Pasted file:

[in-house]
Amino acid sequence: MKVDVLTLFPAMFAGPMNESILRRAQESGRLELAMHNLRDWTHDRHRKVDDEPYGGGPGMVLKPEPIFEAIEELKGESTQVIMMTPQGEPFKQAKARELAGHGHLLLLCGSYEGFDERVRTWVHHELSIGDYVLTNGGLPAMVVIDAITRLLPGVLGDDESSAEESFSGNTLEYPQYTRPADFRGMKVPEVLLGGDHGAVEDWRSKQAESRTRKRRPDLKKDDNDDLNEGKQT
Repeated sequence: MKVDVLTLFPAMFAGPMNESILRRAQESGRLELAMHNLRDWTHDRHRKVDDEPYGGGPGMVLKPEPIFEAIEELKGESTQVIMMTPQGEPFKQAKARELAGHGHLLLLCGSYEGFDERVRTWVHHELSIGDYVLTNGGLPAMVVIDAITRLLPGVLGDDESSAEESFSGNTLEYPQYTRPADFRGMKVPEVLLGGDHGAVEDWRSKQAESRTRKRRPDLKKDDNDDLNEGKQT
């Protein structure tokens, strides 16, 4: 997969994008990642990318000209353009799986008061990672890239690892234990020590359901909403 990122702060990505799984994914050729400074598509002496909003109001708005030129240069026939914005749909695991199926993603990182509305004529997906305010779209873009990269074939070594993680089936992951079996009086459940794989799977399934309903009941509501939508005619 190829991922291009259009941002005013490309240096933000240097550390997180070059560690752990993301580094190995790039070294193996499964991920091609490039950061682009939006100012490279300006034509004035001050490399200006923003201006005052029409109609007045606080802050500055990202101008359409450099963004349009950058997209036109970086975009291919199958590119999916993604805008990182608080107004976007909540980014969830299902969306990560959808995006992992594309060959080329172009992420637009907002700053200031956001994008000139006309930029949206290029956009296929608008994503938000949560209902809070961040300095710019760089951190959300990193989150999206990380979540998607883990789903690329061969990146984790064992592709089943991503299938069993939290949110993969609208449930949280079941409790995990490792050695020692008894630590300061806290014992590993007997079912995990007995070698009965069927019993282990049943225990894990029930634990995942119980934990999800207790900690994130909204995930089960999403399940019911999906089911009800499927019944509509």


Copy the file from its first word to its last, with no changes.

[in-house]
Amino acid sequence: MKVDVLTLFPAMFAGPMNESILRRAQESGRLELAMHNLRDWTHDRHRKVDDEPYGGGPGMVLKPEPIFEAIEELKGESTQVIMMTPQGEPFKQAKARELAGHGHLLLLCGSYEGFDERVRTWVHHELSIGDYVLTNGGLPAMVVIDAITRLLPGVLGDDESSAEESFSGNTLEYPQYTRPADFRGMKVPEVLLGGDHGAVEDWRSKQAESRTRKRRPDLKKDDNDDLNEGKQT
Repeated sequence: MKVDVLTLFPAMFAGPMNESILRRAQESGRLELAMHNLRDWTHDRHRKVDDEPYGGGPGMVLKPEPIFEAIEELKGESTQVIMMTPQGEPFKQAKARELAGHGHLLLLCGSYEGFDERVRTWVHHELSIGDYVLTNGGLPAMVVIDAITRLLPGVLGDDESSAEESFSGNTLEYPQYTRPADFRGMKVPEVLLGGDHGAVEDWRSKQAESRTRKRRPDLKKDDNDDLNEGKQT
């Protein structure tokens, strides 16, 4: 997969994008990642990318000209353009799986008061990672890239690892234990020590359901909403 990122702060990505799984994914050729400074598509002496909003109001708005030129240069026939914005749909695991199926993603990182509305004529997906305010779209873009990269074939070594993680089936992951079996009086459940794989799977399934309903009941509501939508005619 190829991922291009259009941002005013490309240096933000240097550390997180070059560690752990993301580094190995790039070294193996499964991920091609490039950061682009939006100012490279300006034509004035001050490399200006923003201006005052029409109609007045606080802050500055990202101008359409450099963004349009950058997209036109970086975009291919199958590119999916993604805008990182608080107004976007909540980014969830299902969306990560959808995006992992594309060959080329172009992420637009907002700053200031956001994008000139006309930029949206290029956009296929608008994503938000949560209902809070961040300095710019760089951190959300990193989150999206990380979540998607883990789903690329061969990146984790064992592709089943991503299938069993939290949110993969609208449930949280079941409790995990490792050695020692008894630590300061806290014992590993007997079912995990007995070698009965069927019993282990049943225990894990029930634990995942119980934990999800207790900690994130909204995930089960999403399940019911999906089911009800499927019944509509």